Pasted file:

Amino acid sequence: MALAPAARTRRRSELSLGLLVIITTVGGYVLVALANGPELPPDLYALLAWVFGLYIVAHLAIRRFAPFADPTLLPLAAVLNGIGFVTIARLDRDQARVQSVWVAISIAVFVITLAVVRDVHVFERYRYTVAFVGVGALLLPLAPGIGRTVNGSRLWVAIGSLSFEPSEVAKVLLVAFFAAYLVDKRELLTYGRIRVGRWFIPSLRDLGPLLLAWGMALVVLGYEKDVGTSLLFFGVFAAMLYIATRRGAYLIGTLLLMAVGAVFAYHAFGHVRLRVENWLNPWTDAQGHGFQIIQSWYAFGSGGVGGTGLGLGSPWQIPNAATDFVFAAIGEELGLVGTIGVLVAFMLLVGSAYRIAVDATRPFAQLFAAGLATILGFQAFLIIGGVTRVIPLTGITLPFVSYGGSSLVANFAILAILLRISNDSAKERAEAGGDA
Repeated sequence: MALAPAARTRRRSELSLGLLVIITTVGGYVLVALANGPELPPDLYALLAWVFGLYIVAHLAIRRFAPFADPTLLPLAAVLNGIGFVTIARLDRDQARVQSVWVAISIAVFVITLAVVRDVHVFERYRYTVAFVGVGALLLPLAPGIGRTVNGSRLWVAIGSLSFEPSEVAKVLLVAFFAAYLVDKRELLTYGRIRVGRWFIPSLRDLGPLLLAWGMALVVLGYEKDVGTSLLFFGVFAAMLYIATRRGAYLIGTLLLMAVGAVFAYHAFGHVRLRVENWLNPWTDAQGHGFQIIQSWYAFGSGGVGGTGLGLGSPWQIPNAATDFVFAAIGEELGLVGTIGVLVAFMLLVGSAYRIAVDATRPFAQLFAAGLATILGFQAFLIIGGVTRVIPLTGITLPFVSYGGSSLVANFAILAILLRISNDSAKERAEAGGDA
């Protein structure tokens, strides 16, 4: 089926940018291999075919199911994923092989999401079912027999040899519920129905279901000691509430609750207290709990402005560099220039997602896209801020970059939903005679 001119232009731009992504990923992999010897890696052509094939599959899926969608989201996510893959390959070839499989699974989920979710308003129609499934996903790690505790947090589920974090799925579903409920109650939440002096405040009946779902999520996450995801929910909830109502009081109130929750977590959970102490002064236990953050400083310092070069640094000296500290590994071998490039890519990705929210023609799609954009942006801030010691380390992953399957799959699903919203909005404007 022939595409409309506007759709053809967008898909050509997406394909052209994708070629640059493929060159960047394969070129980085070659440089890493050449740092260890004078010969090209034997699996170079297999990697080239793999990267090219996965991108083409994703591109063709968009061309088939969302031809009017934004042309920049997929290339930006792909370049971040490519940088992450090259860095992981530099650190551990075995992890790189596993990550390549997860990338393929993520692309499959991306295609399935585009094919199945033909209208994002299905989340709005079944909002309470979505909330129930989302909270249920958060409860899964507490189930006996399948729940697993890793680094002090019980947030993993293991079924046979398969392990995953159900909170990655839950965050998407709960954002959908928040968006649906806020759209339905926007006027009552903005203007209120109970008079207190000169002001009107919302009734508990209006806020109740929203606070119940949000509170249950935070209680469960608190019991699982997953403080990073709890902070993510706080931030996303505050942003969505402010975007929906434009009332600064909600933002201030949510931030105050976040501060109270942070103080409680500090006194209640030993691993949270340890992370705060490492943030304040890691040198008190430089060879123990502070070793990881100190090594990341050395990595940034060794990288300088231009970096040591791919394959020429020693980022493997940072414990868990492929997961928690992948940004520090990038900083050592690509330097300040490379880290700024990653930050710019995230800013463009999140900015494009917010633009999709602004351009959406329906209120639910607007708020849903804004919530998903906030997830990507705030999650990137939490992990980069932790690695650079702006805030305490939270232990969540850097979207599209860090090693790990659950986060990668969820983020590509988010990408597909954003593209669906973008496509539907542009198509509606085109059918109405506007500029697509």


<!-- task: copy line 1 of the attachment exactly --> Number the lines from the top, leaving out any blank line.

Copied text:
Amino acid sequence: MALAPAARTRRRSELSLGLLVIITTVGGYVLVALANGPELPPDLYALLAWVFGLYIVAHLAIRRFAPFADPTLLPLAAVLNGIGFVTIARLDRDQARVQSVWVAISIAVFVITLAVVRDVHVFERYRYTVAFVGVGALLLPLAPGIGRTVNGSRLWVAIGSLSFEPSEVAKVLLVAFFAAYLVDKRELLTYGRIRVGRWFIPSLRDLGPLLLAWGMALVVLGYEKDVGTSLLFFGVFAAMLYIATRRGAYLIGTLLLMAVGAVFAYHAFGHVRLRVENWLNPWTDAQGHGFQIIQSWYAFGSGGVGGTGLGLGSPWQIPNAATDFVFAAIGEELGLVGTIGVLVAFMLLVGSAYRIAVDATRPFAQLFAAGLATILGFQAFLIIGGVTRVIPLTGITLPFVSYGGSSLVANFAILAILLRISNDSAKERAEAGGDA